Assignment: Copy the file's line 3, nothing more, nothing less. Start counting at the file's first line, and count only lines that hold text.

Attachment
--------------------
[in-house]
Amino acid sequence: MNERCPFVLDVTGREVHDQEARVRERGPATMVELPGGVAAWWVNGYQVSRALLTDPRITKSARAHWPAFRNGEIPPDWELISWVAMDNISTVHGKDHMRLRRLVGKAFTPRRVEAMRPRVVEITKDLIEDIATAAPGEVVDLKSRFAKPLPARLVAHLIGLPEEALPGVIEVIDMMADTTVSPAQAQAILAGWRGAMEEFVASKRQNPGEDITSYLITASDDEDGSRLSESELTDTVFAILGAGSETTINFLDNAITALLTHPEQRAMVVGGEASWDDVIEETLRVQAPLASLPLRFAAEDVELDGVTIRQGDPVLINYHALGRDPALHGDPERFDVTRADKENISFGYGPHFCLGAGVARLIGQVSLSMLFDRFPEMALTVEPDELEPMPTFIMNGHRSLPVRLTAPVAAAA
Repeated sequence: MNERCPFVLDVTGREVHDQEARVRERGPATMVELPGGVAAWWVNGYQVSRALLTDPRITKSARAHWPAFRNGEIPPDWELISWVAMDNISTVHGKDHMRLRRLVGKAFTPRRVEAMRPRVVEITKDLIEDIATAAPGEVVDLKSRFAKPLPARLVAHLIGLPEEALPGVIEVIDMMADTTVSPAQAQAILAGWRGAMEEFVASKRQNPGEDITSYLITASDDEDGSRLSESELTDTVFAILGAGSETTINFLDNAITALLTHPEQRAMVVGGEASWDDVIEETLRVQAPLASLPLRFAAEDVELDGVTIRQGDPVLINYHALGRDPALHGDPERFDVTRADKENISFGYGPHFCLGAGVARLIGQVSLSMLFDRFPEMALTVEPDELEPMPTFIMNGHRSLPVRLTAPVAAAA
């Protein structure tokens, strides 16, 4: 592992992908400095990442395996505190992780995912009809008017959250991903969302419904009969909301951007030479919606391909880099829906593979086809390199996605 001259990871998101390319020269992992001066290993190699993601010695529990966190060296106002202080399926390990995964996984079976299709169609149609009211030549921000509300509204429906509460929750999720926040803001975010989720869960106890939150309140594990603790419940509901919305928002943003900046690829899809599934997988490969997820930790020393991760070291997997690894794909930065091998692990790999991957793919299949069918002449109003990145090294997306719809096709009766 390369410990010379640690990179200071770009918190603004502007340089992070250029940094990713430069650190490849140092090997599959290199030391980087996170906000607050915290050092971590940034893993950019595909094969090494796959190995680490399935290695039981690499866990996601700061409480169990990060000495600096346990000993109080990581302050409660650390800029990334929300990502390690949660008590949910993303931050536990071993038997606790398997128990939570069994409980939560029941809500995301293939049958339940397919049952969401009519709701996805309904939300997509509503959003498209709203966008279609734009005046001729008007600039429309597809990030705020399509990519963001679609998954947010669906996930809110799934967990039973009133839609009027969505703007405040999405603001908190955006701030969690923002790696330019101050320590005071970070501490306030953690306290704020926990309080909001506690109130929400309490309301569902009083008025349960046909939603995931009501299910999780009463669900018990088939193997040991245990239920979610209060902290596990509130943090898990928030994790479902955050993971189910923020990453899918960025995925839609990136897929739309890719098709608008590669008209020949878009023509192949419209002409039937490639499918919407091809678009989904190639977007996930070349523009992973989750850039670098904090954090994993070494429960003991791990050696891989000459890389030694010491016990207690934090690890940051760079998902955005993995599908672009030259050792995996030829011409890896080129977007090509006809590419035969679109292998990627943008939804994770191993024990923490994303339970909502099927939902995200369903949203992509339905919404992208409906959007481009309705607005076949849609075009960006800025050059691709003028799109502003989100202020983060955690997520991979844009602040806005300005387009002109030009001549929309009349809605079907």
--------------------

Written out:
Repeated sequence: MNERCPFVLDVTGREVHDQEARVRERGPATMVELPGGVAAWWVNGYQVSRALLTDPRITKSARAHWPAFRNGEIPPDWELISWVAMDNISTVHGKDHMRLRRLVGKAFTPRRVEAMRPRVVEITKDLIEDIATAAPGEVVDLKSRFAKPLPARLVAHLIGLPEEALPGVIEVIDMMADTTVSPAQAQAILAGWRGAMEEFVASKRQNPGEDITSYLITASDDEDGSRLSESELTDTVFAILGAGSETTINFLDNAITALLTHPEQRAMVVGGEASWDDVIEETLRVQAPLASLPLRFAAEDVELDGVTIRQGDPVLINYHALGRDPALHGDPERFDVTRADKENISFGYGPHFCLGAGVARLIGQVSLSMLFDRFPEMALTVEPDELEPMPTFIMNGHRSLPVRLTAPVAAAA